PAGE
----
April 2nd, 2000
I did not sleep the night before I left Maui. I kept organizing and packing all night. I knew I would be traveling non-stop for almost a year. The whole week I had hardly slept, working against the deadlines of the moveout and the plane ride. Early in the morning, my friends Laurel Murphy, Gil McCrary, and Kitty Olsen gathered around me with help, flower leis, visions of success. The whole tour is a group effort, created through the cooperation of dozens of old and new friends. I am buoyed by their generosity, hospitality and love.
My partner, Joe Gallivan, himself preparing to leave in two days for London to record two more CDs–he recorded two others there in March–walks me to the gate. We feel jet streams rustling our wings. Joe makes recordings with a minimum of rehearsal, no retakes, no overdubs. His improvisations soar effortlessly. He works with other musicians who compose and perform simultaneously. Mastering this art form takes more training than brain surgery.
I will see him again in June, in New York City, when he plays (drums and percussion) at the Knitting Factory as part of the Bell-Atlantic Jazz Festival with his group, the Rainforest Initiative, with saxophone luminaries Elton Dean, Evan Parker, Charles Austin and John McMinn, wonderful Marcio Mattos on bass, and two great Hawaiian chanters, Lei’ohu Ryder and Mahalani Poipoi.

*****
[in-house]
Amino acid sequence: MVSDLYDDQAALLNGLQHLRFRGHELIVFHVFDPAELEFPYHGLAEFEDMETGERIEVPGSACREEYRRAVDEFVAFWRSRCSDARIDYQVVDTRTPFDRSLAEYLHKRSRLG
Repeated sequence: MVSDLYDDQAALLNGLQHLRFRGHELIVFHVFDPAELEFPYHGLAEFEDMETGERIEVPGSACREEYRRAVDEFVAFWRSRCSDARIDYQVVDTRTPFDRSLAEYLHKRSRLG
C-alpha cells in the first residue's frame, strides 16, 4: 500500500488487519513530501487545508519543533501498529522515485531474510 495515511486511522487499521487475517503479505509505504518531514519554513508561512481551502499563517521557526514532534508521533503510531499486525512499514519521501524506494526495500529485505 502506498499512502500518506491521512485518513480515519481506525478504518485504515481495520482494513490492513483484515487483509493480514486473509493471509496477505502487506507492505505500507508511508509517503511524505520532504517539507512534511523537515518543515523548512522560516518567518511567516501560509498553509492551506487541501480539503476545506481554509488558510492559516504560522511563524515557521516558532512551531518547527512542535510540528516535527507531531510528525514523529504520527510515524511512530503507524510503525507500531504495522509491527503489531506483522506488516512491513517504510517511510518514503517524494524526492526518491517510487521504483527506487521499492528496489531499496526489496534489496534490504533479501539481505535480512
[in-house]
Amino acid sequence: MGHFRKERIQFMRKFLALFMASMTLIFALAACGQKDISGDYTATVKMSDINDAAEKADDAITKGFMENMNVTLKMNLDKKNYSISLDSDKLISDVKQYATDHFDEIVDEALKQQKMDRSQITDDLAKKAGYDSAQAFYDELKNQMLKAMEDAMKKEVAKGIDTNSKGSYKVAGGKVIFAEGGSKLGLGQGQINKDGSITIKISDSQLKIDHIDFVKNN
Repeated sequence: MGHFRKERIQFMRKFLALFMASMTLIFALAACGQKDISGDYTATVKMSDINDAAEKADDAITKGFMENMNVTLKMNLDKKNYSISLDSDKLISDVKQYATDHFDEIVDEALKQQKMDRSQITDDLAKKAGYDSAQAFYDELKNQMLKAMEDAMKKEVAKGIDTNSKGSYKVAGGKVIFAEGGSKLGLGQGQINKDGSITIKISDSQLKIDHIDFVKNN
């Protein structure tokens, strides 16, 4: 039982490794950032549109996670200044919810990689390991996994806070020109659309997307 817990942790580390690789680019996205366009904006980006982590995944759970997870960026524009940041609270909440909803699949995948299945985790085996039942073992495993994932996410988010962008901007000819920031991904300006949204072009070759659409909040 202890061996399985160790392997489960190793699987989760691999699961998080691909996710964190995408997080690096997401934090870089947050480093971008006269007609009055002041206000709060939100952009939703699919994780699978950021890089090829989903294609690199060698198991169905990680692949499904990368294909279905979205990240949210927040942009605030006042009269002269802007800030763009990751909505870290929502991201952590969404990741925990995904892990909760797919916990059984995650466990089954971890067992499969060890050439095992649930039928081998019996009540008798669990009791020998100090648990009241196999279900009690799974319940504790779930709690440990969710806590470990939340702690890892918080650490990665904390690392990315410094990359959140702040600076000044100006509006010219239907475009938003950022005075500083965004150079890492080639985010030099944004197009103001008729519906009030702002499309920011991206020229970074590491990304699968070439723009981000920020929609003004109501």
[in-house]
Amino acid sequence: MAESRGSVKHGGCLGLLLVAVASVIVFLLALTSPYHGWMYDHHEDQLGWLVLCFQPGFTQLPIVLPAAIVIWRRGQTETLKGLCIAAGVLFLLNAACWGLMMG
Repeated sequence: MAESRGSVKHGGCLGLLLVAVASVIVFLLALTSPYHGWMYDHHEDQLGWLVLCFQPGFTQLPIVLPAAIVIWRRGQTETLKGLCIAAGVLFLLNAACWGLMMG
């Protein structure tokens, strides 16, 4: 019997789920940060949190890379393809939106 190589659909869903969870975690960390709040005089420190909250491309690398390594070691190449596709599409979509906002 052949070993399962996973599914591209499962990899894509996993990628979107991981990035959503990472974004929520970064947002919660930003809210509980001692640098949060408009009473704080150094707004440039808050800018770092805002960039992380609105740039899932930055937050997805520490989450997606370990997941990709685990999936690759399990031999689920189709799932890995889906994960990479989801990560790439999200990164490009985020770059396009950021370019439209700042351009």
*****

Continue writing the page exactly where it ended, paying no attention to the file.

You can check out Joe’s works at joegallivan.com. He is the only musician based in Hawaii whose works are reviewed (all favorably, I might add) in the Penguin Guide to Jazz on CD, the authoritative work on the subject.
Joe’s trio at Pacific O’s in Lahaina, Maui, includes Shiro Mori on guitar and Gene Argel on keyboards
My mother and stepfather meet me at the gate in Los Angeles. They radiate kindness. We gather up my flock of luggage and extract ourselves from the artificial reality of LAX. After I get to their comfortable home, I sleep for two days.
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